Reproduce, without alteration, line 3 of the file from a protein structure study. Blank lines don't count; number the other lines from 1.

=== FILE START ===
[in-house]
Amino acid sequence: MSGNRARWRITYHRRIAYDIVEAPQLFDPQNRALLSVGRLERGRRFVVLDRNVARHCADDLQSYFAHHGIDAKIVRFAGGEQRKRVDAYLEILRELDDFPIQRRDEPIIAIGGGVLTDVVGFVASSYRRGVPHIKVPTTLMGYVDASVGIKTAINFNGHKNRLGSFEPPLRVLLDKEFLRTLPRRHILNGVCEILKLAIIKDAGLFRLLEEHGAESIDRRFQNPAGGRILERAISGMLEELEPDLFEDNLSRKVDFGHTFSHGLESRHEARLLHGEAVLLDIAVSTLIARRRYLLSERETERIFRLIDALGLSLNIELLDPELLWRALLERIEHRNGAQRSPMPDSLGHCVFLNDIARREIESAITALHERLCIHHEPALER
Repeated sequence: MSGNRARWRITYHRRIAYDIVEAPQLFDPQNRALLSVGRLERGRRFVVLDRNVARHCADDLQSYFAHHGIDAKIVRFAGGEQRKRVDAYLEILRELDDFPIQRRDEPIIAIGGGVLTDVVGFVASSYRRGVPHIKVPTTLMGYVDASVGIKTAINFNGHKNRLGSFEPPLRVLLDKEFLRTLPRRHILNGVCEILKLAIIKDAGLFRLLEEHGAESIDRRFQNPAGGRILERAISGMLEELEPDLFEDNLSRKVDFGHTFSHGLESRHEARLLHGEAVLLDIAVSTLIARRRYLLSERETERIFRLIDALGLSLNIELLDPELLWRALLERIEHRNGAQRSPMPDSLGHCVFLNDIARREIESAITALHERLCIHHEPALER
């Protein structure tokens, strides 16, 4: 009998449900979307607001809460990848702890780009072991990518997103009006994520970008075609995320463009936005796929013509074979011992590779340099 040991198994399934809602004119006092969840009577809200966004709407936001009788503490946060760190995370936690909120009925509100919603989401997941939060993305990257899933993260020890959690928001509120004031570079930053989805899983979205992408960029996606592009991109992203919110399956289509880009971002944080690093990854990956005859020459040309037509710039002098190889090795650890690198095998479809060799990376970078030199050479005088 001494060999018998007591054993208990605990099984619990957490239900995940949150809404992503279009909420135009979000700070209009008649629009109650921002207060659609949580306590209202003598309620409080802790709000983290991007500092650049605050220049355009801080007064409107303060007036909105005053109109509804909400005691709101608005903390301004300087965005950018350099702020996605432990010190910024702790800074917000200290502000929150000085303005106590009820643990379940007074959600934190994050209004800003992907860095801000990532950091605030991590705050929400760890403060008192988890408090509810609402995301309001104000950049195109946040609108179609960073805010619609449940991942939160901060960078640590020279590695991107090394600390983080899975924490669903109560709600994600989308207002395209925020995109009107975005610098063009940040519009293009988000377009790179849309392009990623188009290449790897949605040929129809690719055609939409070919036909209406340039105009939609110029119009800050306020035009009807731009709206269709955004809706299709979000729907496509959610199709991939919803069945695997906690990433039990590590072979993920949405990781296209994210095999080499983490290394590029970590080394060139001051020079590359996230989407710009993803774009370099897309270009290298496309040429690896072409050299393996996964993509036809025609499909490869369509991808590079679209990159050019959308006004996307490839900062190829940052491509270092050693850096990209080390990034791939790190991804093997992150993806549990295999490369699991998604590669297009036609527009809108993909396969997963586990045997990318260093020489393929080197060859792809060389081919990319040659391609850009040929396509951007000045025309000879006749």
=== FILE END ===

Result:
Repeated sequence: MSGNRARWRITYHRRIAYDIVEAPQLFDPQNRALLSVGRLERGRRFVVLDRNVARHCADDLQSYFAHHGIDAKIVRFAGGEQRKRVDAYLEILRELDDFPIQRRDEPIIAIGGGVLTDVVGFVASSYRRGVPHIKVPTTLMGYVDASVGIKTAINFNGHKNRLGSFEPPLRVLLDKEFLRTLPRRHILNGVCEILKLAIIKDAGLFRLLEEHGAESIDRRFQNPAGGRILERAISGMLEELEPDLFEDNLSRKVDFGHTFSHGLESRHEARLLHGEAVLLDIAVSTLIARRRYLLSERETERIFRLIDALGLSLNIELLDPELLWRALLERIEHRNGAQRSPMPDSLGHCVFLNDIARREIESAITALHERLCIHHEPALER